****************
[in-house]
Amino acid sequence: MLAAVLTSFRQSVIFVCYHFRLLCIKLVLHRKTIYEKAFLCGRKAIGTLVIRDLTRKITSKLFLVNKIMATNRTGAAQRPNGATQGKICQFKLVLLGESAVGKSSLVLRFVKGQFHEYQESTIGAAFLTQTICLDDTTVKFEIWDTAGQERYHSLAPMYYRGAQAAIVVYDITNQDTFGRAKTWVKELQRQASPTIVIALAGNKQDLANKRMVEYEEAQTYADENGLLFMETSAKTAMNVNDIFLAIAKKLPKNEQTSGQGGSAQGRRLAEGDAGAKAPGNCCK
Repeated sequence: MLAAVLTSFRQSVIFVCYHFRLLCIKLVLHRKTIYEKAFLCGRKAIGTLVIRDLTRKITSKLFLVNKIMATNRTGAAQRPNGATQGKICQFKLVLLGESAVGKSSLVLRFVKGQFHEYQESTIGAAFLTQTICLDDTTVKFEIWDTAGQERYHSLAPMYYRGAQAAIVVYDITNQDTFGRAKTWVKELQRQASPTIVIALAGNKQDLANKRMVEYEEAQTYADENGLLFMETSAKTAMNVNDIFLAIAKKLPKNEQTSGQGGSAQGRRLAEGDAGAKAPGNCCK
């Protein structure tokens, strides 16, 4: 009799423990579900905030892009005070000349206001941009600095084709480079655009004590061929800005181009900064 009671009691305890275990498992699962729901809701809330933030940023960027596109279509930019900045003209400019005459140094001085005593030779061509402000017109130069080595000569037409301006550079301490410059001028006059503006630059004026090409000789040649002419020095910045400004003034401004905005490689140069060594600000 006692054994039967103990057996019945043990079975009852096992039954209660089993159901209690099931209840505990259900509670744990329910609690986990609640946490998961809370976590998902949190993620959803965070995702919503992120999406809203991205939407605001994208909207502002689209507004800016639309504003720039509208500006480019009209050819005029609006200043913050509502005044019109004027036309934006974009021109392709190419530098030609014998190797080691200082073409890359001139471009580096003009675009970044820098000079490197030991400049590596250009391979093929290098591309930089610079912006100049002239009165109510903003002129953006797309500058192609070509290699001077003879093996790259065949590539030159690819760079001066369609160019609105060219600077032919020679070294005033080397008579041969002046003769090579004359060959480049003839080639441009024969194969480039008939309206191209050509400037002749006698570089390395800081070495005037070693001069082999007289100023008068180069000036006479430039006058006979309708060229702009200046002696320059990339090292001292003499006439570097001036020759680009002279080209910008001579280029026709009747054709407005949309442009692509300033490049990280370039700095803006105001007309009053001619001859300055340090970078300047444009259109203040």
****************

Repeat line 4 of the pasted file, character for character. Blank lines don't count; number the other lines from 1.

């Protein structure tokens, strides 16, 4: 009799423990579900905030892009005070000349206001941009600095084709480079655009004590061929800005181009900064 009671009691305890275990498992699962729901809701809330933030940023960027596109279509930019900045003209400019005459140094001085005593030779061509402000017109130069080595000569037409301006550079301490410059001028006059503006630059004026090409000789040649002419020095910045400004003034401004905005490689140069060594600000 006692054994039967103990057996019945043990079975009852096992039954209660089993159901209690099931209840505990259900509670744990329910609690986990609640946490998961809370976590998902949190993620959803965070995702919503992120999406809203991205939407605001994208909207502002689209507004800016639309504003720039509208500006480019009209050819005029609006200043913050509502005044019109004027036309934006974009021109392709190419530098030609014998190797080691200082073409890359001139471009580096003009675009970044820098000079490197030991400049590596250009391979093929290098591309930089610079912006100049002239009165109510903003002129953006797309500058192609070509290699001077003879093996790259065949590539030159690819760079001066369609160019609105060219600077032919020679070294005033080397008579041969002046003769090579004359060959480049003839080639441009024969194969480039008939309206191209050509400037002749006698570089390395800081070495005037070693001069082999007289100023008068180069000036006479430039006058006979309708060229702009200046002696320059990339090292001292003499006439570097001036020759680009002279080209910008001579280029026709009747054709407005949309442009692509300033490049990280370039700095803006105001007309009053001619001859300055340090970078300047444009259109203040």